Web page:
7 March 2003
AGENCY ‘IGNORING ITS ADVISORS’/AMERICAN CONSUMERS TO SUE US GOVT OVER GE CROPS
"[pest] resistance is certain to arise... the only question is when. Farmers can delay resistance by planting larger refuges. So Gould and ten other members of a scientific review board that looked at Monsanto's application urged the EPA to require a refuge size of at least 50% of the total area planted with corn. In its ruling, however, the EPA sided with three dissenting review-board members, and sanctioned the 20% refuge size that Monsanto had requested."
*American consumers to sue US govt over GE crops
*AGENCY 'IGNORING ITS ADVISERS' OVER BT MAIZE
American consumers to sue US govt over GE crops
Stuff Online, New Zealand, 06 March 2003 (shortened)
WASHINGTON: A coalition of US environmental and consumer groups has threatened to sue the US Agriculture Department unless it places a moratorium on planting biotech crops genetically engineered to produce medicinal and industrial products. At issue is the worry that some new kinds of bio-engineered crops could inadvertently contaminate corn, soybeans and other nearby crops grown for human and livestock food.
A coalition of 11 groups, including Friends of the Earth, Greenpeace and Center for Food Safety, accused the USDA of allowing the experimental crops to be planted without conducting required environmental risk assessments. Without such analyses, the USDA "is risking permanent contamination of the environment and our food supply with numerous drugs and chemicals," said Peter Jenkins, attorney for the Center for Food Safety. USDA officials were not immediately available for comment.
Last year, about 300 acres of American farmland in Hawaii, Iowa and other states were planted with experimental pharmaceutical crops. The crops have attracted new attention since late last year when ProdiGene, a small Texas biotech company, paid about $3 million in fines and costs to settle USDA allegations that the firm accidentally contaminated food crops with its pharmaceutical corn. The activist coalition said that incident showed the new crops pose a danger to the nation's food supply. The groups said they will file a lawsuit against USDA, unless the government imposed a temporary ban by early May. the seeds."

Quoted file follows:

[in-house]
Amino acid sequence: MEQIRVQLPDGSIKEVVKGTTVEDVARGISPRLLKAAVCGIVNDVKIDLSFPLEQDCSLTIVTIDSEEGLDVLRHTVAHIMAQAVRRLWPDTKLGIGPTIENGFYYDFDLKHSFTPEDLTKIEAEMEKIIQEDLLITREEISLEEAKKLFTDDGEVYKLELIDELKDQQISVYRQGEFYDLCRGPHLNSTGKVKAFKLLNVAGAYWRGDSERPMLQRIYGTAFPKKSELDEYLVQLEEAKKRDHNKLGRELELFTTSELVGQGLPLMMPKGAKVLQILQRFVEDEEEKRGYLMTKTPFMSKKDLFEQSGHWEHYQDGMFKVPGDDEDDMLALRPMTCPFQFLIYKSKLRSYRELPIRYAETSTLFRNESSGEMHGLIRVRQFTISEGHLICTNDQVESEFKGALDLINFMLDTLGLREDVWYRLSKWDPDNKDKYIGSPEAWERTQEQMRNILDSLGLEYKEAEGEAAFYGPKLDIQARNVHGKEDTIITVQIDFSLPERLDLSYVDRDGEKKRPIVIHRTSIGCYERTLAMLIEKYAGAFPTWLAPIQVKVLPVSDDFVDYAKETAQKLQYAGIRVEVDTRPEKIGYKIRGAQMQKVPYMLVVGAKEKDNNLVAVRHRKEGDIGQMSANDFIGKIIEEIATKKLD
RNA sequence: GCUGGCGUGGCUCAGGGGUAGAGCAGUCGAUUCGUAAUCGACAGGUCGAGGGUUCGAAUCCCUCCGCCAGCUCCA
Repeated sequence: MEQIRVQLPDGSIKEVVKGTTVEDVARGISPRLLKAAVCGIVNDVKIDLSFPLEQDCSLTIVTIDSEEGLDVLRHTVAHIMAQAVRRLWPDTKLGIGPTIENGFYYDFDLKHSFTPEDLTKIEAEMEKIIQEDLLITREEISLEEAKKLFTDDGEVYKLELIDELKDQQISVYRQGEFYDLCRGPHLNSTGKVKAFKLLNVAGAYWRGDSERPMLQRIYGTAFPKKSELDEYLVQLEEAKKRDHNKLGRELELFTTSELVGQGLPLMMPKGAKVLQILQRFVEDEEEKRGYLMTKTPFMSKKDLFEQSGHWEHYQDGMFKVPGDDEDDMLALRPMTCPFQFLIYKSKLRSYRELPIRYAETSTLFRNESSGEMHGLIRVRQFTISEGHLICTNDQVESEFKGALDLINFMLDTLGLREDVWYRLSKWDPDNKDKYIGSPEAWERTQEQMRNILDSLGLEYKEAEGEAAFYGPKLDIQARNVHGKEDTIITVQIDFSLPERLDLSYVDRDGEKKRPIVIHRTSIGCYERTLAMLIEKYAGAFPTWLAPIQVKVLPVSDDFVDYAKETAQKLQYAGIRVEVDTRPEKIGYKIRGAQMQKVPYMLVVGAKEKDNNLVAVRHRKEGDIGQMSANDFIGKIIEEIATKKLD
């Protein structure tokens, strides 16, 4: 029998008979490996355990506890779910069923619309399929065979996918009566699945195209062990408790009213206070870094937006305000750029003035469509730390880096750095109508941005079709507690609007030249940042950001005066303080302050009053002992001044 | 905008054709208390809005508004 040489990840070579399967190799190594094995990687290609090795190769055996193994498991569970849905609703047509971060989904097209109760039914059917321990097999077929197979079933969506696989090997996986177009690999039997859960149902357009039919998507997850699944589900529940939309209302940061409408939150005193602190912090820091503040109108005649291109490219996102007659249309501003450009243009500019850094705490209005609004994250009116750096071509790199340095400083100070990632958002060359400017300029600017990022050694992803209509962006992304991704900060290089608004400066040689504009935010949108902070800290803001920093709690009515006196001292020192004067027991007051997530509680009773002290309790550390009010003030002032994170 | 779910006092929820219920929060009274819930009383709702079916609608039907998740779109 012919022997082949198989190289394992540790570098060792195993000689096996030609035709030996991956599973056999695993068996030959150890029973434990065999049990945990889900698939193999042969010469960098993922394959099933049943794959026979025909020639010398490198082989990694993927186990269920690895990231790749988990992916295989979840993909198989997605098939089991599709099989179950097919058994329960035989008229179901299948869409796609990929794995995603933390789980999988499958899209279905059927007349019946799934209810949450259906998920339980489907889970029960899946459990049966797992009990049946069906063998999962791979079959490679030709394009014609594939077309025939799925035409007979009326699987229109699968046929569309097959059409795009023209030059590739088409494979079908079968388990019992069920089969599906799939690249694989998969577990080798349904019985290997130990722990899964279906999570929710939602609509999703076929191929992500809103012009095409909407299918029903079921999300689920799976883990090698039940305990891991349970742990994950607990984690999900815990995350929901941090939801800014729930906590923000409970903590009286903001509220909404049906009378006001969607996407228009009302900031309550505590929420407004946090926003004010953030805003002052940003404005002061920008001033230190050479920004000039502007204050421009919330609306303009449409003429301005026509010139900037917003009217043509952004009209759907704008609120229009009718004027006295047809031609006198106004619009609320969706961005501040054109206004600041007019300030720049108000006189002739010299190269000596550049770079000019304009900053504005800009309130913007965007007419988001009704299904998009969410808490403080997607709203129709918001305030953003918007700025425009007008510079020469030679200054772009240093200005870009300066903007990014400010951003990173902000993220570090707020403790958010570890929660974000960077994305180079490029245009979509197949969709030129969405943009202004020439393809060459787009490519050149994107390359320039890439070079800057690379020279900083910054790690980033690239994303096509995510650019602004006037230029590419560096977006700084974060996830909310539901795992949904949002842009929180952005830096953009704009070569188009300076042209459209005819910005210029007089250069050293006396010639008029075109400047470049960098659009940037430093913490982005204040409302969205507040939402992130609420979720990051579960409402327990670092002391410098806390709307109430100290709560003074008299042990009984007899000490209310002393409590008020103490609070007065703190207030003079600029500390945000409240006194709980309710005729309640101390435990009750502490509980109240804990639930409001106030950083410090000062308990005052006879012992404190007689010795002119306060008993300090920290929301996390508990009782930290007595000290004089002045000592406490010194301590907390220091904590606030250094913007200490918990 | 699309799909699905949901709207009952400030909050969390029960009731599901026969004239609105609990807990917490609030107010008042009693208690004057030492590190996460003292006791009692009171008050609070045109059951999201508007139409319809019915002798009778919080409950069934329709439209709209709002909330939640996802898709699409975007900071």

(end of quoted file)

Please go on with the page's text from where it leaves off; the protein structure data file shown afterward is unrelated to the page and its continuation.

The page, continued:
AGENCY 'IGNORING ITS ADVISERS' OVER BT MAIZE
Nature 422, 5 (2003), March 6, 2003
San Francisco - A strain of maize that is genetically modified to fight rootworm --a major crop pest -- has won approval from the US Environmental Protection Agency. But scientists who were consulted before the 25 February decision say, according to this story, that the agency ignored their advice and is doing too little to ensure that insects don't develop resistance to the insecticide produced by the plant.
Last October, a scientific review board recommended that the strain should only be grown if farmers plant an equal area of non-transgenic maize next to it. Such a stipulation would have undermined the commercial viability of the strain, however, and the EPA has rejected it, saying that a 20% "refuge" of non-transgenic maize will suffice.
The decision has drawn immediate fire from members of the review board. Fred Gould, an entomologist at North Carolina State University in Raleigh, was quoted as saying, "They are putting the issue of sustainability on the back burner."
The story explains that the various strains of Bt bacteria collectively produce some 40 classes of insect toxin, and the new variety of maize incorporates one that attacks only the corn rootworm and its close relatives. But it also produces much less toxin than existing Bt crops --increasing the prospect that insect populations will have time to develop resistance to the toxin. To mitigate this risk, refuges of non-Bt varieties are planted so that susceptible insects can multiply. These then mate with resistant insects and dilute out the resistance genes in the next generation.
But this strategy only works if the transgenic plants produce enough toxin to ensure that only a very small number of insects (which might spawn resistant offspring) survive, say Gould and other critics of the EPA decision. If the crop produces too little Bt toxin, the survivors will include a large number of partially resistant insects who are likely to find each other and enrich the gene pool for resistance, they say.
Whereas established Bt maize varieties produce high doses of toxin, the new variety kills only about half the rootworm larvae, according to data provided by Monsanto to the EPA. This is enough to help farmers, Monsanto claims, because it is just as effective as pesticide treatments and has the advantages of saving time and doing less damage to the environment.
But with such a low mortality rate, resistance is certain to arise, the strain's critics say --the only question is when. Farmers can delay resistance by planting larger refuges. So Gould and ten other members of a scientific review board that looked at Monsanto's application urged the EPA to require a refuge size of at least 50% of the total area planted with corn.
In its ruling, however, the EPA sided with three dissenting review-board members, and sanctioned the 20% refuge size that Monsanto had requested.